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IELTS practical tips: Encouraging different types of reading

Type: Article

In this article, the first in a new series, IELTS teacher Iffaf Khan offers practical tips and strategies to help students to improve reading skills for the academic or general reading component of the IELTS exam.

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The reading test is 60 minutes long, has 40 questions and involves reading up to 2,700 words. It can feel like a really long test and be quite tiring for your students. To help with this, it is important to provide your students with both reading strategies as well as analysing the question types they may encounter. For example, the ‘true, false, not given’ questions ask you whether something is a fact or whether the author felt a certain way or not. How will your students know about what the author wants to say unless they know what kind of writing this is and how the questions have been organised?

Whether your students are taking the academic or general training exam (see here for information about the exam format), this article will provide tips and strategies to help them analyse and process texts.

Tip 1: Reading aloud for language analysis

Problem: Five of the questions – matching sentence endings, sentence completion, summary completion, note completion and table completion – require very close reading. There are a lot of words to read in these sections and this can be stressful for students. When asking students to read aloud, you may find they are saying both the function * and content ** words with equal stress. Reading with equal stress on both content and function words makes reading slower and less natural; the important words become lost as students wait for a comma or a semi-colon to pause before they get to their full-stop.

* ‘Function words’ (such as articles, propositions, or conjunctions) are practical and signify the structural relationships between words, helping sentences make grammatical sense. These should be unstressed and read quickly.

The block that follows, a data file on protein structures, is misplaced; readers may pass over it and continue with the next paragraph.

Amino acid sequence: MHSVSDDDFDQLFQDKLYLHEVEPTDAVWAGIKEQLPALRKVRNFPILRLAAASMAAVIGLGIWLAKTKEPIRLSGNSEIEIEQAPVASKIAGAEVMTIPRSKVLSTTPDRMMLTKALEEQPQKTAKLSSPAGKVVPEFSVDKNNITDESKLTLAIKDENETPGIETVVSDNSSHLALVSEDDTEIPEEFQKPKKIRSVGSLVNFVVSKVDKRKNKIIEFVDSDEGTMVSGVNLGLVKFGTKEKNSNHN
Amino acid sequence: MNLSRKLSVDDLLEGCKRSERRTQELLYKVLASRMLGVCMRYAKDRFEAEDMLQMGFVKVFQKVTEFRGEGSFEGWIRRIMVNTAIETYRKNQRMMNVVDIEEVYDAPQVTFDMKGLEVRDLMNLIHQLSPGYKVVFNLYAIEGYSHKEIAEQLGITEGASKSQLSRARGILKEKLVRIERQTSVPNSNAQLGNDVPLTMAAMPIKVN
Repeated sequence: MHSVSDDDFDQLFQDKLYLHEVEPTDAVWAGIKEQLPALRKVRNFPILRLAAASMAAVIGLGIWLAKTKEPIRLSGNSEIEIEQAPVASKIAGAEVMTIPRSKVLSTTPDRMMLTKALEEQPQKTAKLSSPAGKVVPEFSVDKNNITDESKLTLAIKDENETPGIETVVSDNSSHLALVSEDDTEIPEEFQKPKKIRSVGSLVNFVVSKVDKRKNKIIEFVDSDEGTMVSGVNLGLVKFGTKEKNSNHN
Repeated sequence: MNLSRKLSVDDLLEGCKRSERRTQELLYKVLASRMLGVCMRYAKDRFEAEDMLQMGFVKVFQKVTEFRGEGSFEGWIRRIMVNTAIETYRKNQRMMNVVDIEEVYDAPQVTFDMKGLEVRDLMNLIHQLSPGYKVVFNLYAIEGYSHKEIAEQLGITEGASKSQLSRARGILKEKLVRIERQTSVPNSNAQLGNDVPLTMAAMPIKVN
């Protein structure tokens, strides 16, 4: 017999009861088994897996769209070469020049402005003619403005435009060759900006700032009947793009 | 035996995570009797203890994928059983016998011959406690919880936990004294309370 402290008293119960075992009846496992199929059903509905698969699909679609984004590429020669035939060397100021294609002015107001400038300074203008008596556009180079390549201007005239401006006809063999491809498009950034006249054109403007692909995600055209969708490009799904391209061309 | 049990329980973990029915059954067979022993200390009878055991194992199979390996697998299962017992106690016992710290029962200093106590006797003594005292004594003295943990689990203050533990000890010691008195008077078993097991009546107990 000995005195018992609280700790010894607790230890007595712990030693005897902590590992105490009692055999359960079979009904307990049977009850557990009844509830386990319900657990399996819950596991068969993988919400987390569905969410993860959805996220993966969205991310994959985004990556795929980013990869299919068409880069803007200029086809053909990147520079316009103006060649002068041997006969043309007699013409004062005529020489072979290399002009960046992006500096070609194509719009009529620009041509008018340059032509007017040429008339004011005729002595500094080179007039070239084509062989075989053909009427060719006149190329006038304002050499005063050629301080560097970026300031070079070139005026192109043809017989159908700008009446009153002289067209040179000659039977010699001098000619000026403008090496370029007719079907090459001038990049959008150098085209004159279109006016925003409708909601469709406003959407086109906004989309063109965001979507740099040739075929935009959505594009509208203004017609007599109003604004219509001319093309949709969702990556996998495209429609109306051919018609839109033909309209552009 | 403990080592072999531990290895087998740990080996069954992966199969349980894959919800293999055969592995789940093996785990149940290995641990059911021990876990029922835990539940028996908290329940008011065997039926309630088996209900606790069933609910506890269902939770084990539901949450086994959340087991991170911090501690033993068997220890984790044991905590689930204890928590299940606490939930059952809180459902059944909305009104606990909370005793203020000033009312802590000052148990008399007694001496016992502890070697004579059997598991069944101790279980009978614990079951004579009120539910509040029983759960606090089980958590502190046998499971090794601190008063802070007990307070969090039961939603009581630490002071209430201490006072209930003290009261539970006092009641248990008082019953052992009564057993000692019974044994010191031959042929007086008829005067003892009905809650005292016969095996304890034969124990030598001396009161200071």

** ‘Content words’ (e.g. nouns, verbs, adjectives or adverbs) give sentences meaning and provide the real content of the sentence. These should be stressed and read more clearly.

Solution: An observation of tense choices, adverbs and even punctuation can help students along the way to an understanding of each text. Training students to identify content words and reading aloud will help students focus on the important words in sentences while improving their reading speed.

Instructions:

  • Choose a reading passage from a test they've just done.
  • Select a topic sentence from a paragraph (this is almost always the opening sentence). A topic sentence is a good place to start because you want to support your students with a very clear and important sentence that identifies the main idea in the paragraph. For example:

The question of whether we are alone in the Universe has haunted humanity for centuries, but we may now stand poised on the brink of the answer to that question, as we search for radio signals from other intelligent civilisations.(Taken from Cambridge English IELTS 9, see related resources)

  • Read it aloud 'the unnatural way' by over-emphasising each word, then the natural way, with more stress on content words and less on function words. Ask students to listen and underline the content words (see above).
  • Ask your students to practice saying this sentence in the same way as you. They should under-voice or whisper it.
  • Give each student a new sentence from the reading passage and ask them underline their key words and whisper-practice. If students are having difficulties pausing, you may need to help your students with chunking (see related resources).
  • Now bring the whole class together to read their sentences aloud.

Tip 2: Facts for the day

Problem: Another issue with students focussing on individual words is that they forget about the importance of understanding the precise meaning of statements and identifying whether these are facts. Identifying facts is particularly important for the 'true, false, not given’ question type.

Solution: Get your students to practise identifying whether statements are facts or opinion.

Instructions:

  • Ask them to read through an article once a week or every evening for homework. For example, articles from this link: http://www.bbc.co.uk/iwonder
  • Ask them not to bring a print out. They must only tell you what they've learned from the article.